Dallas News – History of Tunnels

Dallas News – History of Tunnels

1924: Santa Fe tunnels
System fed downtown’s fashion industry, transported troops

07/03/2002 By BRIAN ANDERSON / Dallas Web Staff Buried beneath the bustling streets of downtown Dallas, a labyrinth of hidden history lies in the darkness.

Constructed in 1924, the railroad tunnels beneath the former Santa Fe Freight Terminal carried merchandise to a fledgling fashion district and soldiers to their duty in World War II.

It’s rumored that a river of bootlegged booze once flowed through the caverns during the days of prohibition.

“I wouldn’t doubt it,” laughed Bob LaPrelle, executive director of the Age of Steam Railroad Museum at Fair Park. “I do know the Santa Fe Railroad in those days was known for parties.”

The tunnels have long been silent. The rusty rails have mostly disappeared behind brick walls and ribbons of concrete. But the lore surrounding the former train complex still packs a full head of steam.

“They are kind of intriguing and interesting,” Mr. LaPrelle said, noting that the tunnels still prompt occasional inquiries from local railroad buffs.

Four buildings on three adjacent city blocks – bound by Young, Commerce, Griffin and Field streets – made up the original complex that centralized the Gulf, Colorado and Santa Fe Railroad’s transfer and warehousing operations in downtown Dallas.

Only three buildings remain today: Santa Fe Building I now houses offices for the federal government; Santa Fe Lofts, formerly known as the Garment Center, now contains about 200 apartment units; and a single abandoned warehouse at the complex’s southernmost point lies across from the Dallas City Hall.

The Ingram Freezer Building, the third in the north-south building chain, was demolished in 1988. A parking lot has taken its place.

The complex buildings were linked by a subterranean rail tunnel meant to relieve downtown train congestion.

“The tunnels and the Santa Fe facility resulted from the restrictions for building downtown,” Mr. LaPrelle said, explaining that a web of tracks had come to choke pedestrian and auto traffic in the downtown area. “It was a way to get things in and out.”

Three sets of underground tracks served the complex, branching from a central subsurface line, which emerged from the ground to the south.

“The tunnels are still there, under the buildings,” said Dan Monaghan, a Garland optometrist who helped found the Age of Steam Museum and currently serves on the board of directors for Dallas Area Rapid Transit.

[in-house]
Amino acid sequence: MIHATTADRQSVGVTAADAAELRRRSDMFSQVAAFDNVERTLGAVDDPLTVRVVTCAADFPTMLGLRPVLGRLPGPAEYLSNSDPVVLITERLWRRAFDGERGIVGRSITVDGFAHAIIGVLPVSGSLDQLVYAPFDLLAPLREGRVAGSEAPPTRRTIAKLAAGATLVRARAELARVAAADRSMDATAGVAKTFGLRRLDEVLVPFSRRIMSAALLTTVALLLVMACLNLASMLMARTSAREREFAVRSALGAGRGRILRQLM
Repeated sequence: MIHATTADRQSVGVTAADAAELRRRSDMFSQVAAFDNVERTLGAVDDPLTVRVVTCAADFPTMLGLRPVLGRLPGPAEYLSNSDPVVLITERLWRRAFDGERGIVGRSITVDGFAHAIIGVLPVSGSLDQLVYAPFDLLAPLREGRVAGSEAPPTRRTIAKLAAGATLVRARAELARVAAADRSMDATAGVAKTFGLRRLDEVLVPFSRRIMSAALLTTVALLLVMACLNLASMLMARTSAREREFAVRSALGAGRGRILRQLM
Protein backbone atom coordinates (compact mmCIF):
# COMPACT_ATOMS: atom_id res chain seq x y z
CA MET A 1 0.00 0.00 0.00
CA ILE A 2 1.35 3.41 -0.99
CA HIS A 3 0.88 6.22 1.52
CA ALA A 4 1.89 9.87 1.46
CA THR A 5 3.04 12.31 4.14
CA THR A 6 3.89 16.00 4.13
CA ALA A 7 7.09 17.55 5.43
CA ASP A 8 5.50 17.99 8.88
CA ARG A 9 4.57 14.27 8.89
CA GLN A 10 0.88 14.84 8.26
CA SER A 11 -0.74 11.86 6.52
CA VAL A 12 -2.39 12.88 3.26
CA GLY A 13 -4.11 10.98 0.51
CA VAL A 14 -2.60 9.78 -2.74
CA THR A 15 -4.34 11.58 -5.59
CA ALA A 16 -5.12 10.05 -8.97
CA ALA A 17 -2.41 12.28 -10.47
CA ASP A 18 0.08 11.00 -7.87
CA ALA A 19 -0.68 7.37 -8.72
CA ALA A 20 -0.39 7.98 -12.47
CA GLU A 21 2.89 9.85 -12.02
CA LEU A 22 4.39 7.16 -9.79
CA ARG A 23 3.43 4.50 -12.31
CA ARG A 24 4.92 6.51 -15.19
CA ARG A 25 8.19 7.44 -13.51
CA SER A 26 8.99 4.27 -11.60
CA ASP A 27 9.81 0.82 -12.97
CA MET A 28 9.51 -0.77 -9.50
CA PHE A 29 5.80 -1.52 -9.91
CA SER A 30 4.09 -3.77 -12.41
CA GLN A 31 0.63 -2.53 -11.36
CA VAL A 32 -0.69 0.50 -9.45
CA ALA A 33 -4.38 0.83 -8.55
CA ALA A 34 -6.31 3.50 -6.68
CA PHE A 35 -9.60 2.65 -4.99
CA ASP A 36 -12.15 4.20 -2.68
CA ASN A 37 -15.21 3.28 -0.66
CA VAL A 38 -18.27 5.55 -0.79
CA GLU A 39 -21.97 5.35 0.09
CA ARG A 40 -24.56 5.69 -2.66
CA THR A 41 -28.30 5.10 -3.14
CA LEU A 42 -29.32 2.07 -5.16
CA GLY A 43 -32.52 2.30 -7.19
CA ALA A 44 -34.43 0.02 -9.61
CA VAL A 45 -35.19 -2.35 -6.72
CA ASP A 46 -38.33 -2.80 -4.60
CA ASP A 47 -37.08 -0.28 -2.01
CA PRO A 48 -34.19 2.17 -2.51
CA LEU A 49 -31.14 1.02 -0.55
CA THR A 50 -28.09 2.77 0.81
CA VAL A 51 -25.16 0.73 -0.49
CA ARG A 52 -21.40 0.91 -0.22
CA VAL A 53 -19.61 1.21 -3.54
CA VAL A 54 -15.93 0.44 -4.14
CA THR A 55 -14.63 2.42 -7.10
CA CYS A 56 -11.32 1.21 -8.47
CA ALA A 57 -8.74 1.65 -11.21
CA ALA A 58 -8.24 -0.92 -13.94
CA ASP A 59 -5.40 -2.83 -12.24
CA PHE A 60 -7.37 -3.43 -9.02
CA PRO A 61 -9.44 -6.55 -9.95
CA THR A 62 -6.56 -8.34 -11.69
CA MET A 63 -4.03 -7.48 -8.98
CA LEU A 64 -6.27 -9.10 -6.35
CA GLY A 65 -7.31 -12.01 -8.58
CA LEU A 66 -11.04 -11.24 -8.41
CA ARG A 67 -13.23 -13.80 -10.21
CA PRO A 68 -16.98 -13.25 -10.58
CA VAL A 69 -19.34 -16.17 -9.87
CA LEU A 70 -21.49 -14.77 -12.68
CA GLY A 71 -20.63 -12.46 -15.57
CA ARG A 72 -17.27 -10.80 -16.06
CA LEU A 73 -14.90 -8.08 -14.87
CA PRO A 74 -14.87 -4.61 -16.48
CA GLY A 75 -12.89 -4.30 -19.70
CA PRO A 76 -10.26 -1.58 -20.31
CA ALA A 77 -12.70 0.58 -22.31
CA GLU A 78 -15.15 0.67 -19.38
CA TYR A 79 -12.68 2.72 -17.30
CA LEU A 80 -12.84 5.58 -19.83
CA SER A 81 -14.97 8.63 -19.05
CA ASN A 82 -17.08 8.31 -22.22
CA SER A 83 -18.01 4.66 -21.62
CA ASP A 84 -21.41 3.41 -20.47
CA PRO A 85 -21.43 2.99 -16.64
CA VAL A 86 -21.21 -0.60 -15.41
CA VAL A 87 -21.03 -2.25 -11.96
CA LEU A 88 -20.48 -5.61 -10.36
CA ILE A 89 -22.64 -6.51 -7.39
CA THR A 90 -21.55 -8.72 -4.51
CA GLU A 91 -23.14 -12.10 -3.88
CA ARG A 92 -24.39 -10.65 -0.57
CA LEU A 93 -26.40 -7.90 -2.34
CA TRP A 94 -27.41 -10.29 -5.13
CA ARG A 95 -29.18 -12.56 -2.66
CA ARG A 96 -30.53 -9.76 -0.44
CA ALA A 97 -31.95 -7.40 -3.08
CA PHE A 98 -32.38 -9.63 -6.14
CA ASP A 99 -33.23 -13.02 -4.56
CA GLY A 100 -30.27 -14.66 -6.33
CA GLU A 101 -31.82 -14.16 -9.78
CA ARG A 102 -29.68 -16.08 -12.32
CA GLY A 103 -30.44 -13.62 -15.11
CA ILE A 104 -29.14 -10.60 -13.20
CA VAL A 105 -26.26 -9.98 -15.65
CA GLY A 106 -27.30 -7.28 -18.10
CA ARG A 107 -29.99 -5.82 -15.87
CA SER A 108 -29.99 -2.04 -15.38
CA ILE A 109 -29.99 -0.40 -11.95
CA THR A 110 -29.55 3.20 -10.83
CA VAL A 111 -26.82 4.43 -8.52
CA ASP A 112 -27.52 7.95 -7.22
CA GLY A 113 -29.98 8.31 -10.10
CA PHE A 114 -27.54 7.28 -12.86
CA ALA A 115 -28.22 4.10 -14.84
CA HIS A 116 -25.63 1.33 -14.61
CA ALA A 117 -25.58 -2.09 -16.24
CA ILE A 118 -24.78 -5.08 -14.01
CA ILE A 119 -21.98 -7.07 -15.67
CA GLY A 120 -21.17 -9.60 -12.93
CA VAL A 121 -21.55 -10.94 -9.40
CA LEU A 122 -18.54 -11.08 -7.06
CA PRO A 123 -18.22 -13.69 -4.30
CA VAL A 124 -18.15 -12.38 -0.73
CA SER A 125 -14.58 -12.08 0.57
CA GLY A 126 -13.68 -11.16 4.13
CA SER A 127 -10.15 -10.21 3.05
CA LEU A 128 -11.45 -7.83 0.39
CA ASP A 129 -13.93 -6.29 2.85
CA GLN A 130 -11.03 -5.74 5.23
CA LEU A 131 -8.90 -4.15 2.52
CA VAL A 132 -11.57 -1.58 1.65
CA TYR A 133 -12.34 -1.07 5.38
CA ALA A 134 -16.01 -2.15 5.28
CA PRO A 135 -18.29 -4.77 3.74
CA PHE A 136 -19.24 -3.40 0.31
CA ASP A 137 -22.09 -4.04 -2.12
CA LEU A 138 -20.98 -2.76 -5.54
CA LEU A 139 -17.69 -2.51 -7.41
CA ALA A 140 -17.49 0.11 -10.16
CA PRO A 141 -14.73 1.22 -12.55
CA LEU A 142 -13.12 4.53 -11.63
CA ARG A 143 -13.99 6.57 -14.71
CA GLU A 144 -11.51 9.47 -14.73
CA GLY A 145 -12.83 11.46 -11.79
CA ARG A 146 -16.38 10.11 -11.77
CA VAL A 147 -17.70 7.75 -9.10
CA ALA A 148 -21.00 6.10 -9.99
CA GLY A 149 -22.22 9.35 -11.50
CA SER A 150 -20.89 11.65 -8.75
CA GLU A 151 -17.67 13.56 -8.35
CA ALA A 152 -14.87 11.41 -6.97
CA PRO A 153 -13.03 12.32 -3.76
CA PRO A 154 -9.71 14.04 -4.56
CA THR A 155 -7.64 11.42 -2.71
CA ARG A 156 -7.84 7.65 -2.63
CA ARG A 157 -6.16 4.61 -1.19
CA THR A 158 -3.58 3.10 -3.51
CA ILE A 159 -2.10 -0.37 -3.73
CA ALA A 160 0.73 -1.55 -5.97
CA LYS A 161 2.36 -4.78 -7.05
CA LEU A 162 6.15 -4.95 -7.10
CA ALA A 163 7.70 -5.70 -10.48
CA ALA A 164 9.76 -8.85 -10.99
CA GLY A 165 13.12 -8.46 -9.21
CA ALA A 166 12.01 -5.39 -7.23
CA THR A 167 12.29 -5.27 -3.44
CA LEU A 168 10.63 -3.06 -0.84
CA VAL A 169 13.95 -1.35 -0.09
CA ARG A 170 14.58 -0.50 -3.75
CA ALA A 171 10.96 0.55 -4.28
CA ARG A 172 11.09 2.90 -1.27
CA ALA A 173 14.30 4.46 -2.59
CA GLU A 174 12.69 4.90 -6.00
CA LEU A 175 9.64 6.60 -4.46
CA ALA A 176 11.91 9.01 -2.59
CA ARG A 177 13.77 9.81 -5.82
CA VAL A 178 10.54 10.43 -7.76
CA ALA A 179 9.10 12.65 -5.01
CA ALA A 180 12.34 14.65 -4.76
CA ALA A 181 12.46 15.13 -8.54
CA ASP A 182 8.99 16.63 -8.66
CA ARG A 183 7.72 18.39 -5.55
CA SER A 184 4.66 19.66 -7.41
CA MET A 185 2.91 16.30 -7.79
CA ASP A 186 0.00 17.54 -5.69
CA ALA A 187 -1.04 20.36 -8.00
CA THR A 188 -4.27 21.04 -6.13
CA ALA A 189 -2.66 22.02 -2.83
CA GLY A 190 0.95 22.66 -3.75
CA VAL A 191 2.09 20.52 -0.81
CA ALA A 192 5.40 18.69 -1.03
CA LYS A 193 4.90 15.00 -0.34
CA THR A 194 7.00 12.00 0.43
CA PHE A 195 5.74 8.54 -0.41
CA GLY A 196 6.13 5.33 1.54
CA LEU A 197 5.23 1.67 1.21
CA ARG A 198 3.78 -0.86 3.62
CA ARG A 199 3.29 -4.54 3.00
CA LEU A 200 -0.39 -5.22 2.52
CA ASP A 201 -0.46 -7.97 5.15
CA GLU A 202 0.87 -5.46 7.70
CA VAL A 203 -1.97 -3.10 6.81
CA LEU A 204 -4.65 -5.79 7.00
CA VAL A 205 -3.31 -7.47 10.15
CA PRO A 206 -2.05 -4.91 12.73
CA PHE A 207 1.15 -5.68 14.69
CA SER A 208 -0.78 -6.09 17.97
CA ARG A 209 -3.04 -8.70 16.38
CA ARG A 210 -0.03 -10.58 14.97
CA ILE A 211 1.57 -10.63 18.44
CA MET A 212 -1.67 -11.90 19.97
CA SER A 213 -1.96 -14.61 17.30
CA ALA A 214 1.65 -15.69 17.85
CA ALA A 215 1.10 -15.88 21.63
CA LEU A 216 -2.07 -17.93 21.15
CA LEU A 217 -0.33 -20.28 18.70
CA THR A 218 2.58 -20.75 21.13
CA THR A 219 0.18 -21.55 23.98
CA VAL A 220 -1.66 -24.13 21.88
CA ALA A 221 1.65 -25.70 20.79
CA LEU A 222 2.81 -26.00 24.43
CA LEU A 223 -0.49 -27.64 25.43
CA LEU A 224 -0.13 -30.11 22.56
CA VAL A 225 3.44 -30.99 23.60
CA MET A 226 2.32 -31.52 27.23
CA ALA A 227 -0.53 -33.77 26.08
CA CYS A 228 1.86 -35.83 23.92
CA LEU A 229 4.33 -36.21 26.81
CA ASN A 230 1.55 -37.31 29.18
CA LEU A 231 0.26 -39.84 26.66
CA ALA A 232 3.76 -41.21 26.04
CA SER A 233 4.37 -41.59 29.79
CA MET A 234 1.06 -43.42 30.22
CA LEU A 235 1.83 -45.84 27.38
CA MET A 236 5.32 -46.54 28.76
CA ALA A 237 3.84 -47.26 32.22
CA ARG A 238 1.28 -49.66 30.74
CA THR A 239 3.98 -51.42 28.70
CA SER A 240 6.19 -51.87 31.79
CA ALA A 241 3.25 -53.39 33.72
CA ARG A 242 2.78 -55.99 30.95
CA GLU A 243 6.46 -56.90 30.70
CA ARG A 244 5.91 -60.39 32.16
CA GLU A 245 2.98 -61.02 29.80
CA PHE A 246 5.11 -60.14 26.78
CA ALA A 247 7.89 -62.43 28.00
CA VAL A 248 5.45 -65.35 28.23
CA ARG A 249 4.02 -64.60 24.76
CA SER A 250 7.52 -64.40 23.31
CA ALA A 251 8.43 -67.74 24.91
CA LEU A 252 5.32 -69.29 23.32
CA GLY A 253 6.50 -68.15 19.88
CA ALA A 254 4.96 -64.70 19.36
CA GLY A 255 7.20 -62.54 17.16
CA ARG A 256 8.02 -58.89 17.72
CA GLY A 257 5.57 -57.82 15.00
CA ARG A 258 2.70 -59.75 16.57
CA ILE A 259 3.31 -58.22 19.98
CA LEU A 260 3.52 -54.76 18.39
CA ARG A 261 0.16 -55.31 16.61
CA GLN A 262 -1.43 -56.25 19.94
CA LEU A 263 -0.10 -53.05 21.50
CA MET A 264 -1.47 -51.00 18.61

Smokeless, miniature engines moved rail cars through the Santa Fe underground.

“It was a small steam locomotive. It just had four wheels on it and a huge steam boiler – but no fire box,” Mr. Monaghan said.

The engines, sometimes referred to as “fireless cookers,” “thermos bottle” or “hot water bottle” engines, could operate for about half a day before having to recharge at a central boiler.

“They couldn’t have combustion down in the tunnel, so that’s why you needed an external steam source,” Mr. Monaghan said.

Traditional steam engines would have spelled disaster for the crews working below ground, according to Mr. LaPrelle.

“You would have eventually been asphyxiated in addition to the fire hazard,” he said.

In its prime, the Santa Fe tunnel complex was one of the most important arteries serving the heart of Dallas. The buildings, described in an ACME Brick advertisement from the period as “one of the outstanding construction projects in the world,” formed one of the Southwest’s largest merchandising centers.

The steel wheels below carried goods into the buildings, with 21 freight elevators lifting merchandise to the upper-level showrooms or first-floor trucking platforms.

The University Club, located in a posh clubhouse atop the Garment Center, provided an elegant crown for the complex and a high-rise playground for the Dallas elite. A sky bridge carried prominent businessmen to the club from the roof of the adjacent Santa Fe Building I.

“I’m sure all manner of things went on up there,” Mr. LaPrelle said.

In later years, studios for WFAA-AM radio, the forerunner to today’s WFAA-TV, would occupy the top of the Garment Center.

In 1942, soldiers became the primary cargo passing through the Santa Fe tunnels. The U.S. government converted a portion of the complex into a recruitment center for the Army. The “thermos bottles” towed thousands of fresh troops away from home, setting them on their way to boot camps across the country.

Today, the scarred floor of the Santa Fe Lofts’ parking garage offers a glimpse of what used to be. Poured concrete has encased the three channels through which as many as 40 railroad cars at a time used to pass.

The two-tone concrete slab and remnants of the loading docks’ metal lip are the only signs of the building’s former use. Mismatched bricks at each end block the former entrance and exit to the rail line.

“When they built the convention center, it severed the connection to the Santa Fe main line,” Mr. Monaghan said.

For the Santa Fe tunnels, as in the case of many historical properties, progress has marked the end of the line.

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